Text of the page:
(If you don’t have a WSJ subscription, or if you are in TLDR mode, you can watch a video summary of the story.)

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No brand wants this

Olson Zaltman has just published an article on Medium about the perils brands face when wading into political issues.

Exhibit A: Papa John’s. Its CEO John Schnatter has been quite vocal about his opposition to NFL players kneeling before games, going so far as to blame the league for his company’s falling stock price. Now the white supremacist publication The Daily Stormer has claimed Papa John’s as the “official pizza of the alt-right.”

Schnatter has been forced to come out and condemn white supremacists and urge them not to buy his pizza. Nevertheless, no brand wants to find itself in this position – and it seems like it all could have been avoided pretty easily.

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Curiosity > Conviction

Nothing breakthrough here, just a primer on confirmation bias.

In short, we see the world not as it is, but as we think it is or as we want it to be. This particular bias affects how we seek information, how we interpret that information, and how we remember that information.

Interestingly, one study reveals that exposing people to information that runs counter to their existing political beliefs activates parts of the brain associated with physical pain – which may explain why, at least in the US, we seem to be increasingly trapped in partisan information bubbles.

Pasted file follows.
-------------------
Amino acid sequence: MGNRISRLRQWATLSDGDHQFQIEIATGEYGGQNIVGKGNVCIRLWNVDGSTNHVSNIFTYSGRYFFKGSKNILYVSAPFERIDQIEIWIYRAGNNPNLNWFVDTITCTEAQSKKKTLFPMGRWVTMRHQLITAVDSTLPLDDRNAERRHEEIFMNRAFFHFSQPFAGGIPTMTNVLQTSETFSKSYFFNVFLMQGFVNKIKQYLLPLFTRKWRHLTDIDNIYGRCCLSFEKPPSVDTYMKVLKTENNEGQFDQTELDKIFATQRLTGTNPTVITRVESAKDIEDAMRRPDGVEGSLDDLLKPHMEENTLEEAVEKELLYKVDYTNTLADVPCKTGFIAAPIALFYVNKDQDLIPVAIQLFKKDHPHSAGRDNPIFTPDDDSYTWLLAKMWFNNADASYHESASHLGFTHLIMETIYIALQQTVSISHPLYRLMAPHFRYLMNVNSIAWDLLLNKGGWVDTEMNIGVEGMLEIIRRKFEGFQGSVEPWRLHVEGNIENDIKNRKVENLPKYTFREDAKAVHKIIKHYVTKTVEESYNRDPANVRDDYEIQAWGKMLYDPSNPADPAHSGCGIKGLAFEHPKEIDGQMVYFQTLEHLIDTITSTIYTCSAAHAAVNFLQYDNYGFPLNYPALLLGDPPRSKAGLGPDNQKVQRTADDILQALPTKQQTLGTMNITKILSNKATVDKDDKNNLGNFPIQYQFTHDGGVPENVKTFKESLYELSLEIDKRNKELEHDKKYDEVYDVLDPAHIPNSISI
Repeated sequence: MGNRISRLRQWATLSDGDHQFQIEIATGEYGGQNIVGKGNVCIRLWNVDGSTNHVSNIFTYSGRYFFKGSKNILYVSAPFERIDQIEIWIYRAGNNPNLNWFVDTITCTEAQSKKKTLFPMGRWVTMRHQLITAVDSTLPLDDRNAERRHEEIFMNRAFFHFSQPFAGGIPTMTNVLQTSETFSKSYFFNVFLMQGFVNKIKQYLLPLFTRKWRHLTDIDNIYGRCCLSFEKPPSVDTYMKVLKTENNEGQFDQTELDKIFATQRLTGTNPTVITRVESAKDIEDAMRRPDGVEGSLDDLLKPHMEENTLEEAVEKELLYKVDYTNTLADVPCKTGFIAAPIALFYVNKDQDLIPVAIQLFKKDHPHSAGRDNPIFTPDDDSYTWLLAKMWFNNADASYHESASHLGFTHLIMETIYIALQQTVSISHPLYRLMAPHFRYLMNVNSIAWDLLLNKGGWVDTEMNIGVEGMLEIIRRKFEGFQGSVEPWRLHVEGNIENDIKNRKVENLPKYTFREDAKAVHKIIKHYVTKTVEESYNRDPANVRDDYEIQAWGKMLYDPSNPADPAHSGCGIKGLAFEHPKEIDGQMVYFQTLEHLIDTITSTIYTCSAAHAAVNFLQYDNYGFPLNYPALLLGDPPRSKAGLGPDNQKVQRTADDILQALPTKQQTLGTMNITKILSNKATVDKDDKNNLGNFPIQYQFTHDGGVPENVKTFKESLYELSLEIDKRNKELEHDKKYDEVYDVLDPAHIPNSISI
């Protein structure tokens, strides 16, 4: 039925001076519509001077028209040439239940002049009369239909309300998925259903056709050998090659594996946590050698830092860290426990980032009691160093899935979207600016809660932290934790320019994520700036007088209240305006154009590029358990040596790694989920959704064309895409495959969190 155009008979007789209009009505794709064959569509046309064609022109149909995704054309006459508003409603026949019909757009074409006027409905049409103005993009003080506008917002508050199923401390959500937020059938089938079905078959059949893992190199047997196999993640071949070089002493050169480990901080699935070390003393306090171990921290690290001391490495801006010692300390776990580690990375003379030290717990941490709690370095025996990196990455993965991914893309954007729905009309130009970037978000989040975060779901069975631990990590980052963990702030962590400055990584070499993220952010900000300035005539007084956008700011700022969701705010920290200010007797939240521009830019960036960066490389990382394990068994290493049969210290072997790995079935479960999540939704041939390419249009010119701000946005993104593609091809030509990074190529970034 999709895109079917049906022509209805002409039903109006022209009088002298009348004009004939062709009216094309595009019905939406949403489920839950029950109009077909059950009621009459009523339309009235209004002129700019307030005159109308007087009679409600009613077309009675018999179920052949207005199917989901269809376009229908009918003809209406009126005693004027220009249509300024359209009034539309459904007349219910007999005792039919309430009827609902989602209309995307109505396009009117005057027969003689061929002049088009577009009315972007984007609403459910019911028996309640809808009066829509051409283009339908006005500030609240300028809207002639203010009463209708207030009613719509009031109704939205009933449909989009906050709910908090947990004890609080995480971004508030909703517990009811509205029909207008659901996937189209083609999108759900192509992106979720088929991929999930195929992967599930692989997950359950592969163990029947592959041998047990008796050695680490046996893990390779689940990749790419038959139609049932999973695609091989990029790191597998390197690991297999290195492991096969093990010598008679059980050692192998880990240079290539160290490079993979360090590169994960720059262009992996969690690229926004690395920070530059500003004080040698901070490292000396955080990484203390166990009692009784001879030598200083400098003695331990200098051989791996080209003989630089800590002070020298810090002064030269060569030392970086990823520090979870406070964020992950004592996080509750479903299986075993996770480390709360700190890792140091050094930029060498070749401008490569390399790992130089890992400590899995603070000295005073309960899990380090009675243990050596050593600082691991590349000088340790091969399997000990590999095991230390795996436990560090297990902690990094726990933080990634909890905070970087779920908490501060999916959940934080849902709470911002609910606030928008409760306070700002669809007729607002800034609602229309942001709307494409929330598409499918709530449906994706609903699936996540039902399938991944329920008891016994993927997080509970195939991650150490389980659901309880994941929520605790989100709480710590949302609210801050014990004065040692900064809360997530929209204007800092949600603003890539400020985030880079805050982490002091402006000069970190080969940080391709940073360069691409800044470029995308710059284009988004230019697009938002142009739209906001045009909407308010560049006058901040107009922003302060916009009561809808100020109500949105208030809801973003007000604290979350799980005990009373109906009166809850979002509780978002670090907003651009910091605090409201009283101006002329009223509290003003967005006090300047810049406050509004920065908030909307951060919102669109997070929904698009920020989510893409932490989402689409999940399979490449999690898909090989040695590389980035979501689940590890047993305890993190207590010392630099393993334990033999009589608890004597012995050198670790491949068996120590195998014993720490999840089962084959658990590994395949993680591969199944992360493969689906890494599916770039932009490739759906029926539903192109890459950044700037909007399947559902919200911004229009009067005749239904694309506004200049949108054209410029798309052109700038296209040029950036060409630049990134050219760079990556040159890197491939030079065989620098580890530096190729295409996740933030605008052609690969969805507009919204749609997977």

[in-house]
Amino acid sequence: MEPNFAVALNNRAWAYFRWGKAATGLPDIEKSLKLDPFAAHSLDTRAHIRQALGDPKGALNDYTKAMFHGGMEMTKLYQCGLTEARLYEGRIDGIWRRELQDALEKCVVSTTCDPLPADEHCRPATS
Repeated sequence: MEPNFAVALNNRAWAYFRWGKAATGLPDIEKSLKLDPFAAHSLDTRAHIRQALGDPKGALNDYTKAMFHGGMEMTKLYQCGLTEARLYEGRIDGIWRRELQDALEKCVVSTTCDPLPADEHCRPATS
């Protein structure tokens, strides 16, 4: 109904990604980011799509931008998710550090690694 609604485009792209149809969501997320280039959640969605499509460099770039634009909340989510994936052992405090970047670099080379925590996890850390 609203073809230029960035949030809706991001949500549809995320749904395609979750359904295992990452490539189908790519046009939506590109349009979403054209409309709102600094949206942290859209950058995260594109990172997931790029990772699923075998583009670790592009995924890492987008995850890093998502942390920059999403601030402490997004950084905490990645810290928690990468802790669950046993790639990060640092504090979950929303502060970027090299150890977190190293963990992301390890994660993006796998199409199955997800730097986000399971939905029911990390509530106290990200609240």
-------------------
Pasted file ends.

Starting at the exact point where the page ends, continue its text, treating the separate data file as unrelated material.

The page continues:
Perhaps we would be a in a much different place if everyone just cared about politics less – or if we had more boring candidates. If I am lukewarm about a politician, I will more willingly receive information that counters my perceptions of that person. But if I am deeply committed to that politician, and my belief in him/her is part of my identity, then I shut down.  As the author suggests, we should “approach life with curiosity, not conviction” if we are to overcome confirmation bias – not just in politics but in everything.


The Toyota Camry through the prism of ethnicity

The New York Times features a set of ads for the new Toyota Camry – same campaign, same car, but different ads depending, in part, on your race and ethnicity.